Thursday, February 15, 2007

Online ePortfolio Strategies

I received an email recently from a teacher who participated in the online class that I just finished teaching. She asked:
I am now very excited about the direction I hope to take the e-portfolio at our school. One of the things I have decided to do is to use this opportunity to mentor rather than teach my students. I am hoping that I will be able to work alongside them as we all create our own portfolios (me too). I have significant technological challenges and if you have time would appreciate your input. I am not as technologically savvy as perhaps I should be given that I teach online.

I have lots of cool ideas but my biggest stumbling block is technology. I want a space for students to create their portfolios that is:

1. interactive
2. will be able to support multimedia
3. allow students to individualize their portfolios
4. is secure
5. allows assessment
6. is portable (i.e. students can take it with them when they leave)

I figured that a student webpage (assuming they could make one) would cover 1, 2, 3 and 6, but not 4 or 5.

Moodle covers 1, 4, and 5 but not 2 (very well), 3 and 6

A CDROM covers 2, 3, 4, & 6 but not 1, & 5.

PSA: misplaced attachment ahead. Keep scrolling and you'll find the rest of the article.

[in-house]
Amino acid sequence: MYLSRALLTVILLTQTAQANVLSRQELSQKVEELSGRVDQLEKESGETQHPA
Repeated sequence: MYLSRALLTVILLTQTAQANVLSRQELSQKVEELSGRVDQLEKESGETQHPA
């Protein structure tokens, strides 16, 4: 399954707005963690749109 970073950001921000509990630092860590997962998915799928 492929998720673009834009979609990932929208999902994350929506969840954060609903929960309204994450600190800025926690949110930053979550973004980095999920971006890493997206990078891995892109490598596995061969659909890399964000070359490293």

I know I'm asking for the world, but please help.

I know the parents at the school would balk at the idea of student pages accessible to anyone & to be honest I don't want my personal information out there either. This may not be where the Internet is right now, but I'm not comfortable sharing with the world! However I think that as a group of Grade 11 and 12 students and a mentor (me), we could really achieve something meaningful. Now that The Graduation Portfolio is no longer mandatory in BC, I want to make this an optional course for students interested in creating their own e-portfolios as a start to a lifelong journey.
I responded: I decided to take your document and put together a GoogleDoc page to look at different strategies. I added five more options to look at. After you review the table, you can get back to me. I think there are other options that you could consider.

I don't understand what you mean by assessment. Do you want to score student portfolio work, based on a rubric? Or do you want to provide students feedback on their work (which I think your first section, Interactive, covers).

Monday, February 05, 2007


I added a few "how-to's" on a couple of my online portfolios, which are Web 2.0 tools, but not necessarily portfolio tools: (my favorite wiki) and (my favorite blogging tool) for ePortfolio development. These pages briefly cover the process:
These pages provide some suggestions for a sequence of activities using that specific tool to construct an interactive ePortfolio.